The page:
Manatee Migration

By Pura Vida Divers:

As the leaves turn gold and red, and fall’s frosty fingers weave their way across the North, a different scene indicates the imminent arrival of colder weather throughout Florida. Along coastal waterways and up inland rivers, clear blue waters ripple bright green seagrasses as herds of manatees move overhead, making their way to Florida’s freshwater springs.

Manatees’ rotund, wrinkly grey bodies and languid movement through the water give the impression of a blubbery animal, but that is not the case. Much of a manatee’s mass is made up of their stomach and intestines. Although these “sea cows” may spend up to half of their day foraging, their bodies are lean and unsuited for the chilly waters that worm their way into Florida estuaries as the weather cools.

Over the course of a day, a manatee may eat up to 10 percent of its own body weight in seagrasses, algae and water plants. This is perhaps a surprising quantity of food, as the average manatee weighs between 800 and 1,500 pounds. Even with a continuous supply of nutrition, however, manatees have little body fat and a low metabolic rate, which means their bodies can’t offset the loss of heat when water cools below 68 degrees.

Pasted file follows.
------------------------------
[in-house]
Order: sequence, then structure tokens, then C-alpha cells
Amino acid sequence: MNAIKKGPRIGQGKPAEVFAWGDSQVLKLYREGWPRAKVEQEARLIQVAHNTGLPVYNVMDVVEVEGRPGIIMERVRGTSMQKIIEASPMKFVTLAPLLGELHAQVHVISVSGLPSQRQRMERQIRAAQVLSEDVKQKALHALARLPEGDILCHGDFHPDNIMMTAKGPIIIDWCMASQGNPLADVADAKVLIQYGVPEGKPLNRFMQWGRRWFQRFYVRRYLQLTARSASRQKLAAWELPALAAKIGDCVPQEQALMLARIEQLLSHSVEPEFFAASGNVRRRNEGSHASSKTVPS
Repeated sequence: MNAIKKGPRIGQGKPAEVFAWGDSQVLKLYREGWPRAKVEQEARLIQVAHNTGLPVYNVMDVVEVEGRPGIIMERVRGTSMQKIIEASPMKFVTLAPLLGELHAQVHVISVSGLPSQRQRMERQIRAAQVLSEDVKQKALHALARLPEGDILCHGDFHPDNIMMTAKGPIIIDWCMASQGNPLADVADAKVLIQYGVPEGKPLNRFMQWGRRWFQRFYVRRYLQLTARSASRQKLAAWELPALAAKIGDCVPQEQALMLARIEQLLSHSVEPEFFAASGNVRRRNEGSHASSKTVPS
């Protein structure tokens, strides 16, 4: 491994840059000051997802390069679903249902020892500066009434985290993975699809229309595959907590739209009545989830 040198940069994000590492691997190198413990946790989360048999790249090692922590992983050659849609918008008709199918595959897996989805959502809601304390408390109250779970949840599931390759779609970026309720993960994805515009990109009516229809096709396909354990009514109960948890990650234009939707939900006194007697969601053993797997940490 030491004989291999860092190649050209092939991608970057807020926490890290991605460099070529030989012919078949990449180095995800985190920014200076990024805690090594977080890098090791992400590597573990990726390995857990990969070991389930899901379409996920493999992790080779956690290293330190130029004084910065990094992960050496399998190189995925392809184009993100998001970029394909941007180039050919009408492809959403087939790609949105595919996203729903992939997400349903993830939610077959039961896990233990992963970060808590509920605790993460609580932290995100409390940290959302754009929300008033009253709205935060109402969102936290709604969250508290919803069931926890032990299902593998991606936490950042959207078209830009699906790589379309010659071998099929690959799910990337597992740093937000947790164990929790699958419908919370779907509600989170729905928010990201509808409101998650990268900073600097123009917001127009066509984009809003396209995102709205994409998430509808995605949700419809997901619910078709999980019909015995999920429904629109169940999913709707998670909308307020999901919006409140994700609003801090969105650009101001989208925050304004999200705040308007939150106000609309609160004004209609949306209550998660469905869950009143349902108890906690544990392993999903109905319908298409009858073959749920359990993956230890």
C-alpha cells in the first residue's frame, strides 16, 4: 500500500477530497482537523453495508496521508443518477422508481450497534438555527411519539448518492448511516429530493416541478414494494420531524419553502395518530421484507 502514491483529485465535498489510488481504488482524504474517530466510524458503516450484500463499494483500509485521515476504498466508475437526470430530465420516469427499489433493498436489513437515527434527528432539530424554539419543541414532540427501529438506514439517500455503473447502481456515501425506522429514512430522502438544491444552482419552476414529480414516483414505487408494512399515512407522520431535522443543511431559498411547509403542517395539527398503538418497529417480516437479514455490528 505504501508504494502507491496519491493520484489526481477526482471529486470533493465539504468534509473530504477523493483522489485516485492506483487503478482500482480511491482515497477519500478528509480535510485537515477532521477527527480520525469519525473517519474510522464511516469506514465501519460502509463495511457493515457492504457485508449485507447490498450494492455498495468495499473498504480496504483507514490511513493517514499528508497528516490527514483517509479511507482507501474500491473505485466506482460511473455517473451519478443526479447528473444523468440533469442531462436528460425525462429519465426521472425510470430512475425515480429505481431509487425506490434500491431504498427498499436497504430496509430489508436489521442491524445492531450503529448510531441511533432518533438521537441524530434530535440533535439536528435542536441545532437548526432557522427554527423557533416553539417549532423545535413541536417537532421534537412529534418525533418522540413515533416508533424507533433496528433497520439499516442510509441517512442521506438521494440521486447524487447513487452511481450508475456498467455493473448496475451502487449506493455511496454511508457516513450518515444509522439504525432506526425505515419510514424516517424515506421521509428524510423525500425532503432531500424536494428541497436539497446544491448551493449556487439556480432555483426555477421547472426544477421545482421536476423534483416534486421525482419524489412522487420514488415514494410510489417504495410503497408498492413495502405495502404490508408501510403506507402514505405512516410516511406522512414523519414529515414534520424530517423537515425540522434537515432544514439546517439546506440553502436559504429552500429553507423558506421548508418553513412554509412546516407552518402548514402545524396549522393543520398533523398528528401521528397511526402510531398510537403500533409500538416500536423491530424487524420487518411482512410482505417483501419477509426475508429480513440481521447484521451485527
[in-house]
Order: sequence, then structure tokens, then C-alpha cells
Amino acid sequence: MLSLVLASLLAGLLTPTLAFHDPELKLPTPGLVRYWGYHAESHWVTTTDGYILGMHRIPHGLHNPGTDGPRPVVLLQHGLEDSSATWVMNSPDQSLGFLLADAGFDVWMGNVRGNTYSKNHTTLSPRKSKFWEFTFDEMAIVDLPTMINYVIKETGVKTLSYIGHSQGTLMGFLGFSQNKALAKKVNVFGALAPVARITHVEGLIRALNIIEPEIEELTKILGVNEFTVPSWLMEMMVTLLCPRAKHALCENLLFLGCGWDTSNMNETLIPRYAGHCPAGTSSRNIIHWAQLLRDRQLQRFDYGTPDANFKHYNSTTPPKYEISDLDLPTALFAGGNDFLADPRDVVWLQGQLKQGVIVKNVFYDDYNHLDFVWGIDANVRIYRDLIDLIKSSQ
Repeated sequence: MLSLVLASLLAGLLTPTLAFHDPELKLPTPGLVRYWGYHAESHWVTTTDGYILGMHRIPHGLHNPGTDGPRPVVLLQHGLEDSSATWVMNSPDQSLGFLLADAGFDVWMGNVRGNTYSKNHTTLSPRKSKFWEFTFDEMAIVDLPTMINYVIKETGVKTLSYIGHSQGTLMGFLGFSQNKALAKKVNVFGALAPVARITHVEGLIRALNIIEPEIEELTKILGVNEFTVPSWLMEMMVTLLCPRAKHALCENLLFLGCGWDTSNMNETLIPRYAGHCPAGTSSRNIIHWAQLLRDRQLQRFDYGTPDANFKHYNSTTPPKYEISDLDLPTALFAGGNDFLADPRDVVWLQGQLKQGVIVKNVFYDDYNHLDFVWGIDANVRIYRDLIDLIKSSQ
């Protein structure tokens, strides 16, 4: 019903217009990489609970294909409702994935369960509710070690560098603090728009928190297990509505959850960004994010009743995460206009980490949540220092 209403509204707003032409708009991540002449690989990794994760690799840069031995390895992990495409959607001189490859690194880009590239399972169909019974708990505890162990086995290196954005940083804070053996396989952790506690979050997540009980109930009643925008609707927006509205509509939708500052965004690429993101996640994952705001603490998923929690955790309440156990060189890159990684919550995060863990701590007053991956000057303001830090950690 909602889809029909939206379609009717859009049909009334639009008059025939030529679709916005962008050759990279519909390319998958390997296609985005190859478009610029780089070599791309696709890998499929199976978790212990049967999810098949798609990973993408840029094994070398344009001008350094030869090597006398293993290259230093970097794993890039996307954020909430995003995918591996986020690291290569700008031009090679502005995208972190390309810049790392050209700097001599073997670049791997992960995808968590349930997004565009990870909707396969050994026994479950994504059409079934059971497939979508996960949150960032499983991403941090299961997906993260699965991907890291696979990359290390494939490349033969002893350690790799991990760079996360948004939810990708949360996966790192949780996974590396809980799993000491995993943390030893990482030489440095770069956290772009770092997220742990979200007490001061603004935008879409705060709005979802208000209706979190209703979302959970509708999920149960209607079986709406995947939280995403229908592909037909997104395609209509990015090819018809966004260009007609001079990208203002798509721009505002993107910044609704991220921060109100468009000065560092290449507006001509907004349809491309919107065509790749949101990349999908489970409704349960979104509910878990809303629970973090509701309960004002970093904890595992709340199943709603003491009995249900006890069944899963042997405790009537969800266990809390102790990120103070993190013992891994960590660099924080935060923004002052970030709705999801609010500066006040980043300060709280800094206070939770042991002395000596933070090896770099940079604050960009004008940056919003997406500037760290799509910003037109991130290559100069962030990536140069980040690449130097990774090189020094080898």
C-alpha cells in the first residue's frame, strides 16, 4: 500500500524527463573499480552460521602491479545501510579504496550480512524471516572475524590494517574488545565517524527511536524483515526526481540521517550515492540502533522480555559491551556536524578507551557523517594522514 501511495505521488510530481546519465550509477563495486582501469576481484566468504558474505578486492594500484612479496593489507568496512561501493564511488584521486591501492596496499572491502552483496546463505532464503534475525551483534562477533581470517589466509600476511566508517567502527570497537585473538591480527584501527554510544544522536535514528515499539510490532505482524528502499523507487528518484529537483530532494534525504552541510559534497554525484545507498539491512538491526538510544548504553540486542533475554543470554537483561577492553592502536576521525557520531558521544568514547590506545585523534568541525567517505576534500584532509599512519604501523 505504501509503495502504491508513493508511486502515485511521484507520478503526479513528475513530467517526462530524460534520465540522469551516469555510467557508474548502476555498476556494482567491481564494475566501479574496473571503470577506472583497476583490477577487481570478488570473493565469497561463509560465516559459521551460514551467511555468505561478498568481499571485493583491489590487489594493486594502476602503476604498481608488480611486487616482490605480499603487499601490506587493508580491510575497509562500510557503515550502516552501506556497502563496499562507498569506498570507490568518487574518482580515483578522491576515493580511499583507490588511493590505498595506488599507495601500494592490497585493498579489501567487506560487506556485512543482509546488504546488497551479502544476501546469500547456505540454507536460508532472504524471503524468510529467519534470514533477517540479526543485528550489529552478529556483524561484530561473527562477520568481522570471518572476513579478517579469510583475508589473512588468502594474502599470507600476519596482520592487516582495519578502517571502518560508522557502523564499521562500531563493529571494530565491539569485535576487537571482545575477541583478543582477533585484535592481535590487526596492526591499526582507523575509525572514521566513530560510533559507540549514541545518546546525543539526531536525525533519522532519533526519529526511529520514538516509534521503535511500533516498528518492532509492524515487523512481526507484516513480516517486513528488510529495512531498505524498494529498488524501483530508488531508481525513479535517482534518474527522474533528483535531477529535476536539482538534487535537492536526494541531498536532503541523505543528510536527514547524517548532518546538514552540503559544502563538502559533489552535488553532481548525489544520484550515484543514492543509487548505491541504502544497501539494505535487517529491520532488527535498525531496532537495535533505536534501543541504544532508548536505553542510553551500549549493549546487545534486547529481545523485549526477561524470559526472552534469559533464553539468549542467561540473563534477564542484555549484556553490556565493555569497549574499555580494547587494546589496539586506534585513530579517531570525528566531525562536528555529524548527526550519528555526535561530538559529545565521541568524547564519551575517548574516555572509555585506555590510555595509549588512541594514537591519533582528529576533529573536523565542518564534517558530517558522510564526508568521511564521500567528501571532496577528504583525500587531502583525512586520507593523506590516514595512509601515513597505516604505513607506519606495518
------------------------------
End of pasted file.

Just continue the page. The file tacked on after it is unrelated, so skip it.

The crystal-clear freshwater of Florida’s springs stay around 72 degrees year-round. When air temperatures drop low enough that Floridians consider wearing shoes instead of sandals, manatees begin their large congregations inland. During winter, water in the springs is comparatively warm, and the inflow of hundreds of bodies log-jamming the waterways helps keep groups of manatees warm.

Manatees are unique creatures in many more ways than their seasonal migration pattern, which often takes them north instead of south. Their closest living relative is the elephant, a likeness which can be seen particularly in the stubby toenails that dot their front flippers.

Manatees are one of the rare marine creatures that can tolerate saltwater, brackish water and freshwater. Unlike humans, who are born with only two sets of teeth, these marine mammals will replace their teeth throughout their lives.

Manatees breathe air, and can stay submerged for up to 15 minutes before surfacing for a breath. When they are swimming, manatees breathe more rapidly, and must surface every three to four minutes. They usually swim at a sluggish pace of about 5 mph, but can reach 15 mph in short bursts. In the aquatic world, manatees are still some of the slowest moving animals, and are particularly at risk from collisions with boats and scarring from propellers.

Luckily, manatees are federally protected. It is illegal to harass, hunt or kill manatees, which includes touching or feeding them.

Swimming amongst throngs of manatees is an experience unlike any other. Every winter, Pura Vida Divers leads an expedition of snorkelers and SCUBA divers to observe this phenomenon.

The trip is open to swimmers of all ages and experience levels and includes snorkeling sessions, afternoon SCUBA dives and exploration of some of Florida’s beautiful nature preserves.

Contact Pura Vida Divers at 561-840-8750 or

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